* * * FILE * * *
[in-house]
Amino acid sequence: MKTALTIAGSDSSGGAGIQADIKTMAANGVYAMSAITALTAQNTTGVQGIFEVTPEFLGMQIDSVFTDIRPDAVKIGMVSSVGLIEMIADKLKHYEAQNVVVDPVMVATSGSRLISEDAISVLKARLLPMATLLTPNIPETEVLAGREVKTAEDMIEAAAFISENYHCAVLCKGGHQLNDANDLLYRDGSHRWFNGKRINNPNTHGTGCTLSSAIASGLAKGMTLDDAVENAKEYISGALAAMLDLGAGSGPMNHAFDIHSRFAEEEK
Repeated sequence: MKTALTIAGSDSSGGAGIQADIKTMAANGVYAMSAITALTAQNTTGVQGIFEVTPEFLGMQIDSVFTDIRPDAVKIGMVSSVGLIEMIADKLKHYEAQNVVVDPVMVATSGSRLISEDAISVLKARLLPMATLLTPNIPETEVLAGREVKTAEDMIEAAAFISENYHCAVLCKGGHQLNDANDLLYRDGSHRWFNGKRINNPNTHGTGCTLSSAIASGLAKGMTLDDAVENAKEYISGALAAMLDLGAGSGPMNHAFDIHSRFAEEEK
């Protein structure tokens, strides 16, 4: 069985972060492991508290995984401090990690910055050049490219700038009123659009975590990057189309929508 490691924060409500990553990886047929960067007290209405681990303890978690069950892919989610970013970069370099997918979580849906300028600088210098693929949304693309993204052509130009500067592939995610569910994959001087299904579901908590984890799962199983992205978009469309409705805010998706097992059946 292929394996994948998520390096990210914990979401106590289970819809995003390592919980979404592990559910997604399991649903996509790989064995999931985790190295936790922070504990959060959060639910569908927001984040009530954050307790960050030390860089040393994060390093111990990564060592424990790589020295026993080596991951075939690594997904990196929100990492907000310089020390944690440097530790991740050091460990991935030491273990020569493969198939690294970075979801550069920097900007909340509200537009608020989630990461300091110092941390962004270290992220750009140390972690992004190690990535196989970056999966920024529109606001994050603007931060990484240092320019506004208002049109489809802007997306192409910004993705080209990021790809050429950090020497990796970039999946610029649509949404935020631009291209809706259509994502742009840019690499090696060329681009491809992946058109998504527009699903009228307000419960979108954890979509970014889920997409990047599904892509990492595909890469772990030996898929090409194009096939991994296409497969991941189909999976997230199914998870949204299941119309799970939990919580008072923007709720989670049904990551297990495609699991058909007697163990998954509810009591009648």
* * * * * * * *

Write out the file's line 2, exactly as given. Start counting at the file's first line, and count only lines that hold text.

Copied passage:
Amino acid sequence: MKTALTIAGSDSSGGAGIQADIKTMAANGVYAMSAITALTAQNTTGVQGIFEVTPEFLGMQIDSVFTDIRPDAVKIGMVSSVGLIEMIADKLKHYEAQNVVVDPVMVATSGSRLISEDAISVLKARLLPMATLLTPNIPETEVLAGREVKTAEDMIEAAAFISENYHCAVLCKGGHQLNDANDLLYRDGSHRWFNGKRINNPNTHGTGCTLSSAIASGLAKGMTLDDAVENAKEYISGALAAMLDLGAGSGPMNHAFDIHSRFAEEEK